HHS alumnus finds way to combine passion for music, filmmakingThose familiar with the band program at Hudson High School in recent years may remember Stephen Anunson, a trombone player who excelled at his instrument and distinguished himself throughout his school years.
By: Meg Heaton, Hudson Star-Observer
Those familiar with the band program at Hudson High School in recent years may remember Stephen Anunson, a trombone player who excelled at his instrument and distinguished himself throughout his school years.
Anunson is now a senior at Lawrence University in Appleton where he is completing his studies, not only in music but in anthropology and filmmaking. And he has found a way to combine all of his areas of interest in one ambitious project.
Along with fellow Lawrence student Carolyn Armstrong, Anunson has started Bel Son Productions, a company that “aims to combine sounds and images
as a means of communicating important stories from around the world.” The pair just recently returned from Haiti where they are working on a film project documenting music camps held throughout the country, which is one of the poorest in the world.
“The music camp program in Haiti has been operating for some 15 years, almost entirely through the work of volunteers from schools like Lawrence and music professionals. The programs need a lot of support, everything from instruments to computers to teachers willing to spend a semester or a summer there,” said Anunson.
He said the goal of the film he and Armstrong are making is to tell the story of what they have witnessed firsthand in Haiti and the important impact that music and the volunteers who bring it to the people there can have.
Anunson and Armstrong spent their trimester break between Thanksgiving and Christmas traveling throughout Haiti filming. Anunson said most people know that Haiti is a very poor country but to see it for himself was an eye-opener. “I’ve certainly never seen poverty like it before. It can be a little overwhelming and it was different being the only white person on the streets sometimes. But I never felt frightened. I was with friends and the people love the program and welcomed us.”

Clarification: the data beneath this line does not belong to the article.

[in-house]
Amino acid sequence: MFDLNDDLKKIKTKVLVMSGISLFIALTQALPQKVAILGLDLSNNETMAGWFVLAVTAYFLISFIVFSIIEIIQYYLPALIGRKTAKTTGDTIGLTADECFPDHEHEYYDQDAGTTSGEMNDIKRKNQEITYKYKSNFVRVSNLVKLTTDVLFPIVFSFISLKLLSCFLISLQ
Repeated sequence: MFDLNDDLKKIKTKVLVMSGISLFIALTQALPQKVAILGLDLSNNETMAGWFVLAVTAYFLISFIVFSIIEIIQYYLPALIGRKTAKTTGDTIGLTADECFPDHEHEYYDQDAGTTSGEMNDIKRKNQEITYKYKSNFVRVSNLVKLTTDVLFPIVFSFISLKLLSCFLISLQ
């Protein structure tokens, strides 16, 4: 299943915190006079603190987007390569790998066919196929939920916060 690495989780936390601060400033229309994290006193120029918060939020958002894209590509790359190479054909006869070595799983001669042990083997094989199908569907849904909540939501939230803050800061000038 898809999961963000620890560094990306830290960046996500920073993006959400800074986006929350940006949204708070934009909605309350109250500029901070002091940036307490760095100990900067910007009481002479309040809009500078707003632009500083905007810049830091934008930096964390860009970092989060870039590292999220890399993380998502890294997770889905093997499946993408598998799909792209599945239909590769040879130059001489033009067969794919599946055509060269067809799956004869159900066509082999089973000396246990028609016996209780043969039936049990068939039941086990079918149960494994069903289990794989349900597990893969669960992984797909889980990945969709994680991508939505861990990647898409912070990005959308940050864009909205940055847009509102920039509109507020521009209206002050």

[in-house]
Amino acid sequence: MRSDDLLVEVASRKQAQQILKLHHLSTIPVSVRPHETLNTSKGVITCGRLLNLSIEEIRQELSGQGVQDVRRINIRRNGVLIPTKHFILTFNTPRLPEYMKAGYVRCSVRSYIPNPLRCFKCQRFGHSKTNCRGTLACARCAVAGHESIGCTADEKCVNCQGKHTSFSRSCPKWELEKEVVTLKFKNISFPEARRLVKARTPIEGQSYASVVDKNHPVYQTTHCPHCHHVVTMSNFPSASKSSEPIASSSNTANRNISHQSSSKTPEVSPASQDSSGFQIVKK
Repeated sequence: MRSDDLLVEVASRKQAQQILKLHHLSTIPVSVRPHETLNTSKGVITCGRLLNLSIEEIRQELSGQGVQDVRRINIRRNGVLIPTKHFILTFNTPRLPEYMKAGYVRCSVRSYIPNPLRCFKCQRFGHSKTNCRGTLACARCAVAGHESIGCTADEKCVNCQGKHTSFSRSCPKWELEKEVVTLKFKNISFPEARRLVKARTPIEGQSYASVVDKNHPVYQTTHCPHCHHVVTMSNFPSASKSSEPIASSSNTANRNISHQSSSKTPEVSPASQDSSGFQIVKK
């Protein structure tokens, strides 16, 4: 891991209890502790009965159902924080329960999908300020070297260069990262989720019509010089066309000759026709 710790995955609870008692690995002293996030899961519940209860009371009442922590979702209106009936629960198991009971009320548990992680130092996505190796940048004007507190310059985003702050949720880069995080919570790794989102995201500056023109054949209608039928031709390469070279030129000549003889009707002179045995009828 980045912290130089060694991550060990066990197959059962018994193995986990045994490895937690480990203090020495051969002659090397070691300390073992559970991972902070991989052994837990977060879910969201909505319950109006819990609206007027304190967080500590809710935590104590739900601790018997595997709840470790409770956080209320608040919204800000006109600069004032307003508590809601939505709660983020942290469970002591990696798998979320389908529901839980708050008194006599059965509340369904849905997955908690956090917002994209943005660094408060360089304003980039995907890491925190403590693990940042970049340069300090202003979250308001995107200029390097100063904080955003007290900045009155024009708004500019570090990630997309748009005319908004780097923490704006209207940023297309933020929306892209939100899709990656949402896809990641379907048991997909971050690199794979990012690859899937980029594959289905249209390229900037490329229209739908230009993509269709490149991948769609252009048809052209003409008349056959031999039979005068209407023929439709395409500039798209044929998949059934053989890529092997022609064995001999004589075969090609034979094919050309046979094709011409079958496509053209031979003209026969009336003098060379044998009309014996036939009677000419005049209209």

Anunson said the project allowed him to experience the country differently than a tourist would, filming students from all areas of Haitian life.
“Learning music is universal, a kind of language of its own that musicians understand. And regardless of the music community we were in or where the students came from who were participating, the message was the same.”
Their ages of students ranged from small children to adults of all ages, both male and female, all grateful for the opportunity to experience a music theory lesson, if even for only one day.
Anunson said students come despite some pretty formidable obstacles, not the least of which can often be hunger. “But that didn’t stop them. I have never met more eager and focused music students.”
Anunson said he expects to return to Haiti in June for the summer to complete filming. He expects to be working on his film for another year and will be seeking grants to cover expenses. He believes the ultimate message of the film and his production company are important.
“Music can be used as a tool to break down barriers. It is a universal language that can change a life. Playing together in an orchestra can transform street kids into musicians and that can make a real difference, not just to them but to the culture as a whole.”
Anunson is the son of Dyan and Chad Anunson of Hudson. He graduated from HHS in 2006. For more information about his production company go to www.BelSonProductions.weebly.com.